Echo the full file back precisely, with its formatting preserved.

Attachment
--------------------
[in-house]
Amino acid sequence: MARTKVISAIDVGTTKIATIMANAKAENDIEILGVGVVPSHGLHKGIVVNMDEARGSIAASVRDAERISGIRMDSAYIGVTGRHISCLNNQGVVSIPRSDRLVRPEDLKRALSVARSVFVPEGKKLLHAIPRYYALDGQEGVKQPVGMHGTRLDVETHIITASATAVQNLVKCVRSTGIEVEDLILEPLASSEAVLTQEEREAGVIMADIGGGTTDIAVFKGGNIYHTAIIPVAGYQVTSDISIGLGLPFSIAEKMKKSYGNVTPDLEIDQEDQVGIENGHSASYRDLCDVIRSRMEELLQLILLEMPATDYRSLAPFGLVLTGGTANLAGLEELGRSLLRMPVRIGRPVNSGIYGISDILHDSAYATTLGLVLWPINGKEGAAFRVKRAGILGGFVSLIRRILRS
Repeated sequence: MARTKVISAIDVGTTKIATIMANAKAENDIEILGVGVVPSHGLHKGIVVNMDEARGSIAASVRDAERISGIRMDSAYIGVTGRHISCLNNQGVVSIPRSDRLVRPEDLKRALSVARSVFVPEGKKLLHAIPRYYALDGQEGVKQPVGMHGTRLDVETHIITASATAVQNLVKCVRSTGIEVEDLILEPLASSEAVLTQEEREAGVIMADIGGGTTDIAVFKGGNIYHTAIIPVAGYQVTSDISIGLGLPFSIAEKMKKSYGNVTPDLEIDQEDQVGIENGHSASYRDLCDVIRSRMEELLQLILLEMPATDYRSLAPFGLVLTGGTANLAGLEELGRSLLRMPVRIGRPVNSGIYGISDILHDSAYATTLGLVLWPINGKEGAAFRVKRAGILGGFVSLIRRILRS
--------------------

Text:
[in-house]
Amino acid sequence: MARTKVISAIDVGTTKIATIMANAKAENDIEILGVGVVPSHGLHKGIVVNMDEARGSIAASVRDAERISGIRMDSAYIGVTGRHISCLNNQGVVSIPRSDRLVRPEDLKRALSVARSVFVPEGKKLLHAIPRYYALDGQEGVKQPVGMHGTRLDVETHIITASATAVQNLVKCVRSTGIEVEDLILEPLASSEAVLTQEEREAGVIMADIGGGTTDIAVFKGGNIYHTAIIPVAGYQVTSDISIGLGLPFSIAEKMKKSYGNVTPDLEIDQEDQVGIENGHSASYRDLCDVIRSRMEELLQLILLEMPATDYRSLAPFGLVLTGGTANLAGLEELGRSLLRMPVRIGRPVNSGIYGISDILHDSAYATTLGLVLWPINGKEGAAFRVKRAGILGGFVSLIRRILRS
Repeated sequence: MARTKVISAIDVGTTKIATIMANAKAENDIEILGVGVVPSHGLHKGIVVNMDEARGSIAASVRDAERISGIRMDSAYIGVTGRHISCLNNQGVVSIPRSDRLVRPEDLKRALSVARSVFVPEGKKLLHAIPRYYALDGQEGVKQPVGMHGTRLDVETHIITASATAVQNLVKCVRSTGIEVEDLILEPLASSEAVLTQEEREAGVIMADIGGGTTDIAVFKGGNIYHTAIIPVAGYQVTSDISIGLGLPFSIAEKMKKSYGNVTPDLEIDQEDQVGIENGHSASYRDLCDVIRSRMEELLQLILLEMPATDYRSLAPFGLVLTGGTANLAGLEELGRSLLRMPVRIGRPVNSGIYGISDILHDSAYATTLGLVLWPINGKEGAAFRVKRAGILGGFVSLIRRILRS